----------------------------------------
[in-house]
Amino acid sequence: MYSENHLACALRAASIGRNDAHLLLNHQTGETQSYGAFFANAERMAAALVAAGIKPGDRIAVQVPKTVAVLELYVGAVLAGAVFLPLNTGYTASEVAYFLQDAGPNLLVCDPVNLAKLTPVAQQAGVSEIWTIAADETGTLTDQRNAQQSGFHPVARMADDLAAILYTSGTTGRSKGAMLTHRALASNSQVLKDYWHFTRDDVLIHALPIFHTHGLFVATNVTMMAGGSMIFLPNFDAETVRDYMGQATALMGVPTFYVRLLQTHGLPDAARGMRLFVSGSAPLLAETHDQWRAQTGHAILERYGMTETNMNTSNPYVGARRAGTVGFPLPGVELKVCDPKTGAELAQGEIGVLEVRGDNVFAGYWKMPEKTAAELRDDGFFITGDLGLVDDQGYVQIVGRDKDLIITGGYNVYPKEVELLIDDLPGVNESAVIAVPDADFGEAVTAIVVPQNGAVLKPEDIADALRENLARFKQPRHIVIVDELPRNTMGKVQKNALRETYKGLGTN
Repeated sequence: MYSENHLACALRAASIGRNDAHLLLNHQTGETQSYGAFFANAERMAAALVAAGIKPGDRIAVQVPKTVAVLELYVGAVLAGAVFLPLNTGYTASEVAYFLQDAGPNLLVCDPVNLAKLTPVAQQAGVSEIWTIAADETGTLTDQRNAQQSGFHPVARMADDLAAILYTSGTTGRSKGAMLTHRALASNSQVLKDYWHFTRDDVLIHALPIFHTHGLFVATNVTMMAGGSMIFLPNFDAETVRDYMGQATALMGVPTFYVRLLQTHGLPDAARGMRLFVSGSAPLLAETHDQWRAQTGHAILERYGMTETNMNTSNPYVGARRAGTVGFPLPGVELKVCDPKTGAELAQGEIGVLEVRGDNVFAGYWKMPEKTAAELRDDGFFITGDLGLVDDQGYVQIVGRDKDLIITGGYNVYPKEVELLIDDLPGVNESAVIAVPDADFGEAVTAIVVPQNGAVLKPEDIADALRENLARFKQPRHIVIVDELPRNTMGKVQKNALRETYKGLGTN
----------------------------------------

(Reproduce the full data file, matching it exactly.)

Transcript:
[in-house]
Amino acid sequence: MYSENHLACALRAASIGRNDAHLLLNHQTGETQSYGAFFANAERMAAALVAAGIKPGDRIAVQVPKTVAVLELYVGAVLAGAVFLPLNTGYTASEVAYFLQDAGPNLLVCDPVNLAKLTPVAQQAGVSEIWTIAADETGTLTDQRNAQQSGFHPVARMADDLAAILYTSGTTGRSKGAMLTHRALASNSQVLKDYWHFTRDDVLIHALPIFHTHGLFVATNVTMMAGGSMIFLPNFDAETVRDYMGQATALMGVPTFYVRLLQTHGLPDAARGMRLFVSGSAPLLAETHDQWRAQTGHAILERYGMTETNMNTSNPYVGARRAGTVGFPLPGVELKVCDPKTGAELAQGEIGVLEVRGDNVFAGYWKMPEKTAAELRDDGFFITGDLGLVDDQGYVQIVGRDKDLIITGGYNVYPKEVELLIDDLPGVNESAVIAVPDADFGEAVTAIVVPQNGAVLKPEDIADALRENLARFKQPRHIVIVDELPRNTMGKVQKNALRETYKGLGTN
Repeated sequence: MYSENHLACALRAASIGRNDAHLLLNHQTGETQSYGAFFANAERMAAALVAAGIKPGDRIAVQVPKTVAVLELYVGAVLAGAVFLPLNTGYTASEVAYFLQDAGPNLLVCDPVNLAKLTPVAQQAGVSEIWTIAADETGTLTDQRNAQQSGFHPVARMADDLAAILYTSGTTGRSKGAMLTHRALASNSQVLKDYWHFTRDDVLIHALPIFHTHGLFVATNVTMMAGGSMIFLPNFDAETVRDYMGQATALMGVPTFYVRLLQTHGLPDAARGMRLFVSGSAPLLAETHDQWRAQTGHAILERYGMTETNMNTSNPYVGARRAGTVGFPLPGVELKVCDPKTGAELAQGEIGVLEVRGDNVFAGYWKMPEKTAAELRDDGFFITGDLGLVDDQGYVQIVGRDKDLIITGGYNVYPKEVELLIDDLPGVNESAVIAVPDADFGEAVTAIVVPQNGAVLKPEDIADALRENLARFKQPRHIVIVDELPRNTMGKVQKNALRETYKGLGTN